The Wall Street Journal highlights "do-it-yourselfers" in Detroit, who are volunteering their time and effort to keep their neighborhoods beautiful. The city cannot afford the resources to maintain public services in all areas, according to the article. To fill the void, individuals are stepping up to maintain parks and sidewalks.

"If I had to have the city's permission, it would have never happened," [William Martin] says. He points up to the busted lights around the [tennis] courts, noting that he hasn't been able to fix those. "To have the city represented like this" is unfortunate, he says.

Rather than sit by and watch their city disintegrate, Martin and many others like him dedicate themselves to keeping their neighborhoods beautiful.

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A recent Mackinac Center video tells the story of Jean West, a resident of Detroit's northwest side, who has been fighting blight in her neighborhood for decades. Her well-tended home is surrounded by vacant and crumbling buildings, but despite her efforts, there is no movement from Detroit's Planning and Development Department to address the situation with Neighborhood Stabilization Program funds. Ms. West, however, does her part, motivated by a desire to make Detroit a safe place for children to grow up.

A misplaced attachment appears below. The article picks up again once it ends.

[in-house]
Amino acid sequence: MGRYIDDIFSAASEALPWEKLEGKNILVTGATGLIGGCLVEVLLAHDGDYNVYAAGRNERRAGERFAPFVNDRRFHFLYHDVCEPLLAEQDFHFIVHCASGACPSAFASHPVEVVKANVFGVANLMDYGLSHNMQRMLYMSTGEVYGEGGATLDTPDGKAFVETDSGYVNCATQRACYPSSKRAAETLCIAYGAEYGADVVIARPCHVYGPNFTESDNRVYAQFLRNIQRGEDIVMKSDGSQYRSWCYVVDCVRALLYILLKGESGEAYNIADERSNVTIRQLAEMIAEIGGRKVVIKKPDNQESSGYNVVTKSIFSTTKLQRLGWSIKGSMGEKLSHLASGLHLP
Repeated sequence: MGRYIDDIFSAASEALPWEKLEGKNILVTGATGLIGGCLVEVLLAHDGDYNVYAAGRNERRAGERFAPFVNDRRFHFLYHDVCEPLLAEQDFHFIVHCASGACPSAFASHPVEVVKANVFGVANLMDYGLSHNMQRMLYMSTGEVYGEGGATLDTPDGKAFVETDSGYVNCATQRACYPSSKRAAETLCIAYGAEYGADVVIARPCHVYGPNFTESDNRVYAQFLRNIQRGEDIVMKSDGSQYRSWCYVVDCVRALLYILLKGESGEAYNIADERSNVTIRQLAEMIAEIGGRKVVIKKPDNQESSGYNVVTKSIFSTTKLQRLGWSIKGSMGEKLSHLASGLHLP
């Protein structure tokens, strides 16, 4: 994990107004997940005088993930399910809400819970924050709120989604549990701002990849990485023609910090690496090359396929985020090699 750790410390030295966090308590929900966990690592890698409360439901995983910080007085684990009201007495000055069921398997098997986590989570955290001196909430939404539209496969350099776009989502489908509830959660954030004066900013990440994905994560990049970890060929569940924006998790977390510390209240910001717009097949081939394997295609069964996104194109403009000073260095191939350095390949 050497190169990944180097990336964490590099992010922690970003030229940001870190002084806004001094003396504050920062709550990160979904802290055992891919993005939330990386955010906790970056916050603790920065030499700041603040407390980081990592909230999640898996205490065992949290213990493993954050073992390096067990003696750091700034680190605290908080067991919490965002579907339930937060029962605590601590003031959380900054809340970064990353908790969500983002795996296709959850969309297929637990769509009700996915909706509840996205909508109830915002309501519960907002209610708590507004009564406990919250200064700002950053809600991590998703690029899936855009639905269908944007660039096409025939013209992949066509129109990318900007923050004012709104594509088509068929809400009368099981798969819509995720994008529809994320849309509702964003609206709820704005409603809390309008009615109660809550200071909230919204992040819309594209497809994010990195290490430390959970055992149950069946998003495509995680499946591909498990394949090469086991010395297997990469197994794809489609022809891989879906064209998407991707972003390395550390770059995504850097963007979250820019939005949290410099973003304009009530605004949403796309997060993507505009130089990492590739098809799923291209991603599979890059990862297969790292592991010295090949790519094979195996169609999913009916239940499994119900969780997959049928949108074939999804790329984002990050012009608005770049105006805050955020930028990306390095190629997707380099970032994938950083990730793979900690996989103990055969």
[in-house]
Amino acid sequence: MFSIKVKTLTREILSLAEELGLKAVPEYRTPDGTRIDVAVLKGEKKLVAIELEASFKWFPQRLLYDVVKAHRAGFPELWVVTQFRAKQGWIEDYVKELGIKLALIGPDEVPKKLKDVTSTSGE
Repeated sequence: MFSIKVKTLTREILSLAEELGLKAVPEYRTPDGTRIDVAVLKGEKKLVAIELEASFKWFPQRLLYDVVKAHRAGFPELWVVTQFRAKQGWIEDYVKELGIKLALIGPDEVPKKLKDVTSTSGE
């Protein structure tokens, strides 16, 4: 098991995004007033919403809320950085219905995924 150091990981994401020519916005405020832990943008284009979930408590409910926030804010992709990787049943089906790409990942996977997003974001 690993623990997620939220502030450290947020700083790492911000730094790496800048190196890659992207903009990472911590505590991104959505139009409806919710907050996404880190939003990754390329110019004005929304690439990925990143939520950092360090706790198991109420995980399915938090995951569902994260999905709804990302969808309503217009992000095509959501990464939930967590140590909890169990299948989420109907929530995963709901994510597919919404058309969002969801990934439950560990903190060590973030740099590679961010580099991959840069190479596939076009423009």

While the government fails to maintain the city, private individuals like Jean West and those profiled in the Wall Street Journal article will continue to fight to preserve Detroit's neighborhoods. 

Jean West's Story:


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